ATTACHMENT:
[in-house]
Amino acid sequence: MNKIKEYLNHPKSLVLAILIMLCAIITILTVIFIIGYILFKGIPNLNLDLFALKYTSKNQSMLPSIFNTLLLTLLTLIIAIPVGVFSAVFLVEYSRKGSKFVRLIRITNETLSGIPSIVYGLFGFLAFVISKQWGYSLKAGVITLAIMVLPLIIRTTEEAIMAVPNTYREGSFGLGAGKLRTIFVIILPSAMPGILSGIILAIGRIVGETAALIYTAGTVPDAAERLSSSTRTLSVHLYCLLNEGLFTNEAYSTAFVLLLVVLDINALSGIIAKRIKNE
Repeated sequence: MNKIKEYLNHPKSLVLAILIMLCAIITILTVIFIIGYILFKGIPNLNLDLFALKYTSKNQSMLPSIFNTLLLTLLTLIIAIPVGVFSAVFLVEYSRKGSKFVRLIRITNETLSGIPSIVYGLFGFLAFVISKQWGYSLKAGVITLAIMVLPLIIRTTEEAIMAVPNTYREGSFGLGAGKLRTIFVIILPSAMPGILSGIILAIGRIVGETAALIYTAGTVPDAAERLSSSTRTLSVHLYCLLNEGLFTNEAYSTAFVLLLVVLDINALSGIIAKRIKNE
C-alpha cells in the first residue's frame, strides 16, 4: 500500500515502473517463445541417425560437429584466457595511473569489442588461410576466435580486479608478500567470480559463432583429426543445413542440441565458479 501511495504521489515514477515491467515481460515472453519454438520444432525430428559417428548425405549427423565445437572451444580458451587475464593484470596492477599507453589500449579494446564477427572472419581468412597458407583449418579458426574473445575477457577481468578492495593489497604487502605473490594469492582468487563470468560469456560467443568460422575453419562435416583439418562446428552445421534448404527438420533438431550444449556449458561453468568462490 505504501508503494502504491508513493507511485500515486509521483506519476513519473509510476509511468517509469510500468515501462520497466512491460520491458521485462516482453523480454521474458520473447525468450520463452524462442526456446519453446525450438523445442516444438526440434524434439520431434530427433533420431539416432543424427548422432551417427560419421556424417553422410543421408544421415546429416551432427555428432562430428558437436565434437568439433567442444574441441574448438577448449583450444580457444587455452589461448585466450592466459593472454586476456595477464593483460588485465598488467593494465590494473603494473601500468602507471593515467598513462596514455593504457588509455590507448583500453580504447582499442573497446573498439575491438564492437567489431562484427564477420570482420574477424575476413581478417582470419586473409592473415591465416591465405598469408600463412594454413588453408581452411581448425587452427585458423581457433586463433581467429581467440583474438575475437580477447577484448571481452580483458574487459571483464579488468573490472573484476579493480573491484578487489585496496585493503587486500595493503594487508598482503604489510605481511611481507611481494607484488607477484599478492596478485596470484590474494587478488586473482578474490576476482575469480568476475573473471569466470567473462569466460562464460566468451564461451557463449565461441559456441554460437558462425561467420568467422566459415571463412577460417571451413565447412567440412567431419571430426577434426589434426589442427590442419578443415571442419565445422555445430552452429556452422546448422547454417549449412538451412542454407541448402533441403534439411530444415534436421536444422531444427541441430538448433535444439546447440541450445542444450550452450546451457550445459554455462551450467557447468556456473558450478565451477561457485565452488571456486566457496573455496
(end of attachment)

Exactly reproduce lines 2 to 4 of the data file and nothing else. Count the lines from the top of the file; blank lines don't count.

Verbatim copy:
Amino acid sequence: MNKIKEYLNHPKSLVLAILIMLCAIITILTVIFIIGYILFKGIPNLNLDLFALKYTSKNQSMLPSIFNTLLLTLLTLIIAIPVGVFSAVFLVEYSRKGSKFVRLIRITNETLSGIPSIVYGLFGFLAFVISKQWGYSLKAGVITLAIMVLPLIIRTTEEAIMAVPNTYREGSFGLGAGKLRTIFVIILPSAMPGILSGIILAIGRIVGETAALIYTAGTVPDAAERLSSSTRTLSVHLYCLLNEGLFTNEAYSTAFVLLLVVLDINALSGIIAKRIKNE
Repeated sequence: MNKIKEYLNHPKSLVLAILIMLCAIITILTVIFIIGYILFKGIPNLNLDLFALKYTSKNQSMLPSIFNTLLLTLLTLIIAIPVGVFSAVFLVEYSRKGSKFVRLIRITNETLSGIPSIVYGLFGFLAFVISKQWGYSLKAGVITLAIMVLPLIIRTTEEAIMAVPNTYREGSFGLGAGKLRTIFVIILPSAMPGILSGIILAIGRIVGETAALIYTAGTVPDAAERLSSSTRTLSVHLYCLLNEGLFTNEAYSTAFVLLLVVLDINALSGIIAKRIKNE
C-alpha cells in the first residue's frame, strides 16, 4: 500500500515502473517463445541417425560437429584466457595511473569489442588461410576466435580486479608478500567470480559463432583429426543445413542440441565458479 501511495504521489515514477515491467515481460515472453519454438520444432525430428559417428548425405549427423565445437572451444580458451587475464593484470596492477599507453589500449579494446564477427572472419581468412597458407583449418579458426574473445575477457577481468578492495593489497604487502605473490594469492582468487563470468560469456560467443568460422575453419562435416583439418562446428552445421534448404527438420533438431550444449556449458561453468568462490 505504501508503494502504491508513493507511485500515486509521483506519476513519473509510476509511468517509469510500468515501462520497466512491460520491458521485462516482453523480454521474458520473447525468450520463452524462442526456446519453446525450438523445442516444438526440434524434439520431434530427433533420431539416432543424427548422432551417427560419421556424417553422410543421408544421415546429416551432427555428432562430428558437436565434437568439433567442444574441441574448438577448449583450444580457444587455452589461448585466450592466459593472454586476456595477464593483460588485465598488467593494465590494473603494473601500468602507471593515467598513462596514455593504457588509455590507448583500453580504447582499442573497446573498439575491438564492437567489431562484427564477420570482420574477424575476413581478417582470419586473409592473415591465416591465405598469408600463412594454413588453408581452411581448425587452427585458423581457433586463433581467429581467440583474438575475437580477447577484448571481452580483458574487459571483464579488468573490472573484476579493480573491484578487489585496496585493503587486500595493503594487508598482503604489510605481511611481507611481494607484488607477484599478492596478485596470484590474494587478488586473482578474490576476482575469480568476475573473471569466470567473462569466460562464460566468451564461451557463449565461441559456441554460437558462425561467420568467422566459415571463412577460417571451413565447412567440412567431419571430426577434426589434426589442427590442419578443415571442419565445422555445430552452429556452422546448422547454417549449412538451412542454407541448402533441403534439411530444415534436421536444422531444427541441430538448433535444439546447440541450445542444450550452450546451457550445459554455462551450467557447468556456473558450478565451477561457485565452488571456486566457496573455496